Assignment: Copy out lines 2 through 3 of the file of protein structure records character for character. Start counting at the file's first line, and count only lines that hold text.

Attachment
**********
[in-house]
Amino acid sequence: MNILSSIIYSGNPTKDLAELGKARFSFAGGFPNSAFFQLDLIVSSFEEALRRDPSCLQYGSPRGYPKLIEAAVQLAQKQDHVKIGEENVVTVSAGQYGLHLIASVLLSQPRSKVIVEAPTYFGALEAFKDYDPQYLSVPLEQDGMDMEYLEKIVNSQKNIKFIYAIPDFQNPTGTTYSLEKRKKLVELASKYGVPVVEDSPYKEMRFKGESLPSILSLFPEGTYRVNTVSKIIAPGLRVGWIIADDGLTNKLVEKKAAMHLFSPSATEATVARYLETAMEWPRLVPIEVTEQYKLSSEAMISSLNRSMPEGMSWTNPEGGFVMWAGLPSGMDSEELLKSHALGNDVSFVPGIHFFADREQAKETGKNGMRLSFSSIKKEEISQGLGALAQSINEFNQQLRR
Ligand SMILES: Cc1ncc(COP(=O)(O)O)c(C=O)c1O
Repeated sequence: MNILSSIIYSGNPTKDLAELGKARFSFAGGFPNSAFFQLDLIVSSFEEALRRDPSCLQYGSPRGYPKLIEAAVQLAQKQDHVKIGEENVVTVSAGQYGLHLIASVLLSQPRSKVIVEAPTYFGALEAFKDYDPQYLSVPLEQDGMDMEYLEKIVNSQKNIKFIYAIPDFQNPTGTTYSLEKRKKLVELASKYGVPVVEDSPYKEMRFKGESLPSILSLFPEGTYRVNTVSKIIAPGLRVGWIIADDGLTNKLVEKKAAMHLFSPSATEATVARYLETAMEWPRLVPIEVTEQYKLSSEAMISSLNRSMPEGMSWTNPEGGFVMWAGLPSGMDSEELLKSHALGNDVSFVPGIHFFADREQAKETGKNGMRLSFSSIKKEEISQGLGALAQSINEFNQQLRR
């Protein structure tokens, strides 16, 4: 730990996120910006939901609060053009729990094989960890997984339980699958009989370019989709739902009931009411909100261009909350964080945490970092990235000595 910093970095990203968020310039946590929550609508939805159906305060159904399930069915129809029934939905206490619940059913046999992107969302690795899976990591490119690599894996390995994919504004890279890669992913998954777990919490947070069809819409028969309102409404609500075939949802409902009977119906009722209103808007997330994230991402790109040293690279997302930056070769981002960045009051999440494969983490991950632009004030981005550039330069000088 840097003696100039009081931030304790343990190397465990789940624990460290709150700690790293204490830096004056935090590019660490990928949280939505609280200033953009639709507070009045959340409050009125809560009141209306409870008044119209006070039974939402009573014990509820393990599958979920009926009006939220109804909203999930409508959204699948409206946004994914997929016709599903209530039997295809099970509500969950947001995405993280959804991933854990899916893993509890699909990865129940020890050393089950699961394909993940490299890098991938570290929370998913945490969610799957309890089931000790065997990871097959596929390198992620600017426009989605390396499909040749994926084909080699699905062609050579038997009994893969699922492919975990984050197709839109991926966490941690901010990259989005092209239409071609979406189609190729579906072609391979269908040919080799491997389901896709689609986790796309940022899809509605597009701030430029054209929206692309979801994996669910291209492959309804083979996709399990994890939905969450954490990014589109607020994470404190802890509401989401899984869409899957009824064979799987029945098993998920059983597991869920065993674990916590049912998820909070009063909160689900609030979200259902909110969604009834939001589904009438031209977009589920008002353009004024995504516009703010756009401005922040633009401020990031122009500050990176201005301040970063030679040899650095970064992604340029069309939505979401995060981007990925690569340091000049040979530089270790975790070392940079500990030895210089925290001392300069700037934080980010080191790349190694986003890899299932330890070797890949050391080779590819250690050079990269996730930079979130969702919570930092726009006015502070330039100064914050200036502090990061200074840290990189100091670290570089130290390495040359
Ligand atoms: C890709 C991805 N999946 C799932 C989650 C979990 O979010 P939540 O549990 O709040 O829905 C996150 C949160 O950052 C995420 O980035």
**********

Amino acid sequence: MNILSSIIYSGNPTKDLAELGKARFSFAGGFPNSAFFQLDLIVSSFEEALRRDPSCLQYGSPRGYPKLIEAAVQLAQKQDHVKIGEENVVTVSAGQYGLHLIASVLLSQPRSKVIVEAPTYFGALEAFKDYDPQYLSVPLEQDGMDMEYLEKIVNSQKNIKFIYAIPDFQNPTGTTYSLEKRKKLVELASKYGVPVVEDSPYKEMRFKGESLPSILSLFPEGTYRVNTVSKIIAPGLRVGWIIADDGLTNKLVEKKAAMHLFSPSATEATVARYLETAMEWPRLVPIEVTEQYKLSSEAMISSLNRSMPEGMSWTNPEGGFVMWAGLPSGMDSEELLKSHALGNDVSFVPGIHFFADREQAKETGKNGMRLSFSSIKKEEISQGLGALAQSINEFNQQLRR
Ligand SMILES: Cc1ncc(COP(=O)(O)O)c(C=O)c1O